Genome wide selection (GS) was proposed by meuwissen et al in 2001. It refers to the prediction of quantitative traits that depend on genotype, have great environmental impact and are controlled by micro genes by using high-density molecular markers covering the whole genome.
As the cost of SNP typing is lower than that of phenotype typing, genome-wide selection has become the best scheme to solve the selection of quantitative traits greatly affected by the environment and controlled by micro effect genes. GS is the most advanced core technology of molecular breeding at present. Bayer Monsanto, kedihua and other large international companies have integrated GS into commercial seed breeding.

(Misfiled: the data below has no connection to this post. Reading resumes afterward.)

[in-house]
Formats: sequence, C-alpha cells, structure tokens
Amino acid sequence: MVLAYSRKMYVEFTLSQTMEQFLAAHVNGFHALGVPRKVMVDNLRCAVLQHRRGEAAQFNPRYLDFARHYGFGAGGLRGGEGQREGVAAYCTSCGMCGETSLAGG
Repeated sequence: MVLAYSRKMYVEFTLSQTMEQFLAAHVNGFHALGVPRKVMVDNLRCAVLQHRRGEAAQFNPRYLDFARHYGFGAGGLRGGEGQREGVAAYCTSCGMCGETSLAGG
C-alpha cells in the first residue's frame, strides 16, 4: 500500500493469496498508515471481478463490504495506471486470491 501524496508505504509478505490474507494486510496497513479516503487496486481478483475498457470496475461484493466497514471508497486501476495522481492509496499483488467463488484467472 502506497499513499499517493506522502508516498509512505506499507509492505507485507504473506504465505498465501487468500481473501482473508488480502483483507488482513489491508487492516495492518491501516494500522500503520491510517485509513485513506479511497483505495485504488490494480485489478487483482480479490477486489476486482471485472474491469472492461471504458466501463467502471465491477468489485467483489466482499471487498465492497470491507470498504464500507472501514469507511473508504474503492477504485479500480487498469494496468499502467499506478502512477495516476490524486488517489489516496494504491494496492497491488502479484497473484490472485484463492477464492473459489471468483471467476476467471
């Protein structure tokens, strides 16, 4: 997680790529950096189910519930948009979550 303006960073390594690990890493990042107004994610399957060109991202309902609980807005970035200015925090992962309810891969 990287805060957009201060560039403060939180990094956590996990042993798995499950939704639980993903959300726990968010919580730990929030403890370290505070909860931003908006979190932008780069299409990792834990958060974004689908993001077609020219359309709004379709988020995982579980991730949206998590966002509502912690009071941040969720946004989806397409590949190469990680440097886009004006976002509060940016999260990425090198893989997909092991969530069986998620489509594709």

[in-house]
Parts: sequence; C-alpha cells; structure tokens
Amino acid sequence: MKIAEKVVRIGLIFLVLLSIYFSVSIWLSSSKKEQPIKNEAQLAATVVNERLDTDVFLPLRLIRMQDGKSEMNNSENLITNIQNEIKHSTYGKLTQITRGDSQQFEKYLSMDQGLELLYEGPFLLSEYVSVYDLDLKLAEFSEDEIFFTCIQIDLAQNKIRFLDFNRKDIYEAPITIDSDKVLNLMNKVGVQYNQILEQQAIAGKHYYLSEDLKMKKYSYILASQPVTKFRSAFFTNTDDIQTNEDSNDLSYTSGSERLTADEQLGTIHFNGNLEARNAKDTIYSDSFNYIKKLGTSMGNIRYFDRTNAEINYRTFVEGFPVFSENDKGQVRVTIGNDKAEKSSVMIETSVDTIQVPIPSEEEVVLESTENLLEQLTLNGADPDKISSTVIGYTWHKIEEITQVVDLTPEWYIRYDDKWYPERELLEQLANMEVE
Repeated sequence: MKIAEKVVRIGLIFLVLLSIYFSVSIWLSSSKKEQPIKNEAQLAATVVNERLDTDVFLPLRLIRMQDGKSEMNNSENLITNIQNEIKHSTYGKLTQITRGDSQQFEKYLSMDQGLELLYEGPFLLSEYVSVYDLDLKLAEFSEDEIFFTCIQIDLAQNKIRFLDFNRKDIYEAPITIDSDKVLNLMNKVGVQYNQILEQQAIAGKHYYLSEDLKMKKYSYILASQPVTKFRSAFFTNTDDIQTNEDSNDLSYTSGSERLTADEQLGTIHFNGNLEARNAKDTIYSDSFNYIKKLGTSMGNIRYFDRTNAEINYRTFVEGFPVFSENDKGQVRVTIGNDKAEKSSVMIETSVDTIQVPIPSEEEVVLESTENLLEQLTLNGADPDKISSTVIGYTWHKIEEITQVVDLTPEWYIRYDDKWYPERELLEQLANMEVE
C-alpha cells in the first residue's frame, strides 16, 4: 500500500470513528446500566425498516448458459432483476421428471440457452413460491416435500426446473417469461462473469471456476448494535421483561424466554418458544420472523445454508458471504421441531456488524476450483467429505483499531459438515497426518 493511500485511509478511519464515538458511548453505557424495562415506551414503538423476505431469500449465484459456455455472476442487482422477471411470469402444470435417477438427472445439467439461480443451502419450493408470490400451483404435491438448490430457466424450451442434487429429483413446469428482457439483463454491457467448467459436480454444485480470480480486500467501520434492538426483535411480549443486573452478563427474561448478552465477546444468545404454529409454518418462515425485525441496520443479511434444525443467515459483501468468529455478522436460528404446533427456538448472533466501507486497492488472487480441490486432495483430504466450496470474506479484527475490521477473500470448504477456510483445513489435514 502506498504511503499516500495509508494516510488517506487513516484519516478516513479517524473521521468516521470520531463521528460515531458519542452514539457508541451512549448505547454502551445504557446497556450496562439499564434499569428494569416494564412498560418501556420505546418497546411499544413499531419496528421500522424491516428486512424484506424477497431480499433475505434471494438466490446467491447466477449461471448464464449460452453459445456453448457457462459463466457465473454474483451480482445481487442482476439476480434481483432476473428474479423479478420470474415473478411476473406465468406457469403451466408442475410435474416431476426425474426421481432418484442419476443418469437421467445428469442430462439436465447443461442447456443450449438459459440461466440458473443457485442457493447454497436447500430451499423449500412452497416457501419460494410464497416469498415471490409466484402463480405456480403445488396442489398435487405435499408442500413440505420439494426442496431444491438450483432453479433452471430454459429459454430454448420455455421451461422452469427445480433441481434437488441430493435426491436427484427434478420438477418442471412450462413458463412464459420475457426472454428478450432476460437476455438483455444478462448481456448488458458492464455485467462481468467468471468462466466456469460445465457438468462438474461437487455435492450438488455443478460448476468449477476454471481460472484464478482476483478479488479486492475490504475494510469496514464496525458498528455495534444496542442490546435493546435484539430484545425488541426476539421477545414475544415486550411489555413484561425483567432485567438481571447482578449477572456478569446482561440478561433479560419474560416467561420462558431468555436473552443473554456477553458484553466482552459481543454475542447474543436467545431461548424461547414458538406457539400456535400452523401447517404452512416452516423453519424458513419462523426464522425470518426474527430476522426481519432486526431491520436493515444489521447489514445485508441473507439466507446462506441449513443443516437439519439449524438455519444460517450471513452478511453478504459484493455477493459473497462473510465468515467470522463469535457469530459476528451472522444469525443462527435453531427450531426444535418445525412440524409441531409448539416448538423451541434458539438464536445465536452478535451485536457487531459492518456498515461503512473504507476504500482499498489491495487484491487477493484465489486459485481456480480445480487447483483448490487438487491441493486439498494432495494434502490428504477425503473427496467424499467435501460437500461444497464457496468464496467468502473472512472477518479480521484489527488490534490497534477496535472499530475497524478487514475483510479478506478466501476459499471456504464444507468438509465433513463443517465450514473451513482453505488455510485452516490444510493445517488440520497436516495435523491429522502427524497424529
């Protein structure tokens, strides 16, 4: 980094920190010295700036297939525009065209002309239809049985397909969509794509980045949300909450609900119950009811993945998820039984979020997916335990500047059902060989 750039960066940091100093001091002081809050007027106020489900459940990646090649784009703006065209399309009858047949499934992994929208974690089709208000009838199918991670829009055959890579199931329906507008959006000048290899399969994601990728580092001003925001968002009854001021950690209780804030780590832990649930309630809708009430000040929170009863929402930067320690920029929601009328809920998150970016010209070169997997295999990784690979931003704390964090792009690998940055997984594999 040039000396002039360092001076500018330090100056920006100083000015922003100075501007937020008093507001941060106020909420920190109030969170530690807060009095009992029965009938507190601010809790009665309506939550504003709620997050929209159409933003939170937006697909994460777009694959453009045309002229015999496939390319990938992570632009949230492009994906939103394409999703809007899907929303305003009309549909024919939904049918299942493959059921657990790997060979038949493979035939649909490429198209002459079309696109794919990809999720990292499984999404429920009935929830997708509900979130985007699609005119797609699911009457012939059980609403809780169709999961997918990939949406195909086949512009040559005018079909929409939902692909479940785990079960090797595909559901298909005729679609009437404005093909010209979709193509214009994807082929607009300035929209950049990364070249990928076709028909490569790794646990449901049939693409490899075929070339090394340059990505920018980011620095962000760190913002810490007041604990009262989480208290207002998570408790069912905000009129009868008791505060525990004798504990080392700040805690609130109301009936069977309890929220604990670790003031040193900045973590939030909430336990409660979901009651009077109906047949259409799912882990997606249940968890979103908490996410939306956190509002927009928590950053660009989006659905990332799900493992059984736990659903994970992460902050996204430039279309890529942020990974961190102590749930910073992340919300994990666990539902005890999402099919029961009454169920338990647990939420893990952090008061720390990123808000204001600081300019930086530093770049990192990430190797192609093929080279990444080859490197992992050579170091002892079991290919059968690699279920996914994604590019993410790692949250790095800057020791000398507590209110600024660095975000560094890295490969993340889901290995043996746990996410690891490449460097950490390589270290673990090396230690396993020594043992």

When the SNP marker density is high enough, all quantitative trait loci (QTLs) controlling the trait are unbalanced or associated with at least one SNP marker.
Select representative strains or individuals, use high-density SNP markers covering the whole genome for typing and phenotypic identification, and then construct and verify the prediction model. The same group of high-density SNP markers covering the whole genome were used to type new high-generation or stable breeding materials, and then the verified prediction model was used to calculate the genome estimated breeding value, and a few lines with high breeding value were selected for field phenotypic evaluation.
Application of GS prediction model
Create a personalized genome-wide selection prediction model according to specific germplasm resources or breeding projects, including:
- Predict the Heterosis of combinations and screen strong and excellent hybrid combinations.
- Choose excellent parents.
- The model was used to design hybrid combinations for constructing isolated populations.